How To Train Your Dragon [Blu-Ray] Dean DeBlois and Chris Sanders

How To Train Your Dragon [Blu-Ray] Dean DeBlois and Chris Sanders
These days, it is almost inevitable that movie studios will find any excuse to release their blockbusters on Blu-ray multiple times. So with the imminent arrival of How To Train Your Dragon 2 in movie theatres, the first film has been dusted off again and repackaged into a Special Edition that isn't particularly special. Or to put it another way, the original 2010 Blu-ray was perfectly fine.

The movie tells the tale of Hiccup (voiced by Jay Baruchel), the son of a Viking chieftain and a reluctant trainee dragon hunter. Instead of relying on brute force like everyone else in his village, he wants to use his inventions and knowledge of dragon behaviour to keep them in line. When he accidentally takes down a dragon one night, he manages to locate it the next day and eventually befriends it, naming it Toothless. He even builds it a prosthetic tail to help it fly again. Unfortunately, the rest of the village doesn't approve of this relationship, and when Hiccup suggests that the killing of dragons should stop, he ends up becoming an outcast. After a few bumps in the road, everything works out in the end.

The animation is stunning. Even although it was designed to make the most of the now customary 3-D version, with lots of scenes featuring Hiccup and Toothless hurtling through the sky as they fly at breakneck speed, it works just as well without the third dimension. The movie is wonderfully colourful, and there's a level of detail in both the characters and the background that, probably for the first time, rival a Pixar movie.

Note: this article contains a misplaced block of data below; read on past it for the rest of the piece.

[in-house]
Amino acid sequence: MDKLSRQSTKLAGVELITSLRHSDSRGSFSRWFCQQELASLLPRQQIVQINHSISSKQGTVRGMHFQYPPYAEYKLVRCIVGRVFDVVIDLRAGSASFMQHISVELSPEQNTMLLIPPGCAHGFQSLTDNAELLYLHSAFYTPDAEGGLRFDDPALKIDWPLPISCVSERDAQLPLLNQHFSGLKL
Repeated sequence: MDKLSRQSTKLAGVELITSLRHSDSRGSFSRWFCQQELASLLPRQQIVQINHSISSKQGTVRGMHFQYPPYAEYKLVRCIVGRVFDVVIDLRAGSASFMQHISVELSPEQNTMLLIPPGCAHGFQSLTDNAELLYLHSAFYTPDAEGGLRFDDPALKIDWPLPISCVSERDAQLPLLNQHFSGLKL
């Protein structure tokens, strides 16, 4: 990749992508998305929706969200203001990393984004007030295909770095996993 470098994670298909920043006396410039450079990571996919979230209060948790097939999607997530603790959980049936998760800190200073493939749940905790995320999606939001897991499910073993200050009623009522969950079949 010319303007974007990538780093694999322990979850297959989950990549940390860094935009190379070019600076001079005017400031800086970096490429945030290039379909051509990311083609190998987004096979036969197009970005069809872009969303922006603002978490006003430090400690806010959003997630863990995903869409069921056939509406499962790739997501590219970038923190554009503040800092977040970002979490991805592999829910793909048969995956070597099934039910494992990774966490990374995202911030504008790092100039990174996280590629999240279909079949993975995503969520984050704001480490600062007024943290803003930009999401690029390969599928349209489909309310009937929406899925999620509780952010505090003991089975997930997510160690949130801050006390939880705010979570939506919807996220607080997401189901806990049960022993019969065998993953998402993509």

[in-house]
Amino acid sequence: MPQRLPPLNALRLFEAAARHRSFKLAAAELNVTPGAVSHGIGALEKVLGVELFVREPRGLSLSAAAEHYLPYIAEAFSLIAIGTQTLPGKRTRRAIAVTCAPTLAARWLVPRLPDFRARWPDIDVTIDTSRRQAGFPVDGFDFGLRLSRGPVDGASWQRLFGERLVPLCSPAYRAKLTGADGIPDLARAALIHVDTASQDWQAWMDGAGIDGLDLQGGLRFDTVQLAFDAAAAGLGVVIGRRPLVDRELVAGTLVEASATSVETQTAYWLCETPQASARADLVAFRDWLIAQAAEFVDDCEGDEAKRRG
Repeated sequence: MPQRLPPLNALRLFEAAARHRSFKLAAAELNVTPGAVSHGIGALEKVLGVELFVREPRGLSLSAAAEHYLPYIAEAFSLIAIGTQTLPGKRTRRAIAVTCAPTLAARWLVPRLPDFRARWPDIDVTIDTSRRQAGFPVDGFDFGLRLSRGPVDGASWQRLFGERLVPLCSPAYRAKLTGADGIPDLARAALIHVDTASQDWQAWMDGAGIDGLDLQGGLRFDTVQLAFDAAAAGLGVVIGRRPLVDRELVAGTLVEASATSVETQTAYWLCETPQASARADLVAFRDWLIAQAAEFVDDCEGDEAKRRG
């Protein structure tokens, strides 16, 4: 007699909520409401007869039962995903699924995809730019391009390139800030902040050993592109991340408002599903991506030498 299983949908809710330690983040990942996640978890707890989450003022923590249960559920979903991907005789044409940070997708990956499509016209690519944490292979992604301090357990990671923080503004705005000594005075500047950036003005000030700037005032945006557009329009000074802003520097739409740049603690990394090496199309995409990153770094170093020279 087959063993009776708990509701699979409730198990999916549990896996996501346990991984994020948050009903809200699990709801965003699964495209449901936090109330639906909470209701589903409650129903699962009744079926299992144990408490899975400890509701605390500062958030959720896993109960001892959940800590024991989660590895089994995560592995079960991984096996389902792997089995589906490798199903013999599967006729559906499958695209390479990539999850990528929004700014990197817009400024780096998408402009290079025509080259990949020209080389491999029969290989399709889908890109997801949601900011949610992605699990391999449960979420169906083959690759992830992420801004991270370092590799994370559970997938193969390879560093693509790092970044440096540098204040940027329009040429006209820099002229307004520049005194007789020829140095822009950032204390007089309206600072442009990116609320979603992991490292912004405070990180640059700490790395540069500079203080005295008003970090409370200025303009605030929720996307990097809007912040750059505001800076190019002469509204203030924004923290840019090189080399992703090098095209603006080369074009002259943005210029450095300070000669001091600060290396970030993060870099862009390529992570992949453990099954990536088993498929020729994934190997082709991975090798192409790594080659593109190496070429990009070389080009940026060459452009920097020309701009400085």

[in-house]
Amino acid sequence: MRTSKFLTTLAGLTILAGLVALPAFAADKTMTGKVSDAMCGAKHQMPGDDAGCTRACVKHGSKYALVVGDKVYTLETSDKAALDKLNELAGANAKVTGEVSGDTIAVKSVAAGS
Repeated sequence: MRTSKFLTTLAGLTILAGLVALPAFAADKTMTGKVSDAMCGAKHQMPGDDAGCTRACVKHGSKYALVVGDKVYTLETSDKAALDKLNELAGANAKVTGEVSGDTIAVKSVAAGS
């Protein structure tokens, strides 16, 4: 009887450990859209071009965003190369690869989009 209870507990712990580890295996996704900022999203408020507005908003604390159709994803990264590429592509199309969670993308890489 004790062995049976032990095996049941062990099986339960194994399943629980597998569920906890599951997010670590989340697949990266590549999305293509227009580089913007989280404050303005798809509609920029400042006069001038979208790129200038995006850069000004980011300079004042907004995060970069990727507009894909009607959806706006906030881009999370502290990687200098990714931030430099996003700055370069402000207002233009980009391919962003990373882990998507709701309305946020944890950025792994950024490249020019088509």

The plot, however, will be very familiar to anyone who has seen an animated kids movie in the past decade — it follows the typical plucky underling makes good by the end archetype. All the loose ends tie up nicely, and there isn't much of an emotional rollercoaster to ride along on. It is, however, more entertaining than it should be, thanks to some great action sequences and a bit of comic relief. The cast is great, too — Baruchel is made for this type of work, but even bigger names like Gerard Butler and Craig Ferguson sound like they are having a ball. Still, it's ultimately the visuals that make this a memorable movie, and it looks better than ever on Blu-ray.

This new edition doesn't add a whole lot more in the way of extras than its predecessor, but there are a few notable items. Audiophiles will appreciate the 7.1 Dolby TrueHD track, but it is hardly a reason to upgrade to this version. Some of the old extras, such as the animated short Legend Of The Boneknapper Dragon and the deleted scenes, are now only found on the DVD version included in the set, leaving space on the Blu-ray for some new goodies. The pick of those is Book Of Dragons, which adds some interesting background about the real stars of the film, and there's also an interactive version which lets viewers delve even deeper.